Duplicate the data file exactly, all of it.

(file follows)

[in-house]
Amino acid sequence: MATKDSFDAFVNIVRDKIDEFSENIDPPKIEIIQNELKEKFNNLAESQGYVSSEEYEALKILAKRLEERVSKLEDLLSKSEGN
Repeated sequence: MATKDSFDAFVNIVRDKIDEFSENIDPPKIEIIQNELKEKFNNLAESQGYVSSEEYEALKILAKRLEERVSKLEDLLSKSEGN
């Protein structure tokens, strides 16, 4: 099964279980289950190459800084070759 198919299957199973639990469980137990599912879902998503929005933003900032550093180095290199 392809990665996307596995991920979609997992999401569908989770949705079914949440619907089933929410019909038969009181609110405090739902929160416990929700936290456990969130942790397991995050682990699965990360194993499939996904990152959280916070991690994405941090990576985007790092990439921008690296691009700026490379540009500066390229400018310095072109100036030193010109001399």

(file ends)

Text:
[in-house]
Amino acid sequence: MATKDSFDAFVNIVRDKIDEFSENIDPPKIEIIQNELKEKFNNLAESQGYVSSEEYEALKILAKRLEERVSKLEDLLSKSEGN
Repeated sequence: MATKDSFDAFVNIVRDKIDEFSENIDPPKIEIIQNELKEKFNNLAESQGYVSSEEYEALKILAKRLEERVSKLEDLLSKSEGN
């Protein structure tokens, strides 16, 4: 099964279980289950190459800084070759 198919299957199973639990469980137990599912879902998503929005933003900032550093180095290199 392809990665996307596995991920979609997992999401569908989770949705079914949440619907089933929410019909038969009181609110405090739902929160416990929700936290456990969130942790397991995050682990699965990360194993499939996904990152959280916070991690994405941090990576985007790092990439921008690296691009700026490379540009500066390229400018310095072109100036030193010109001399």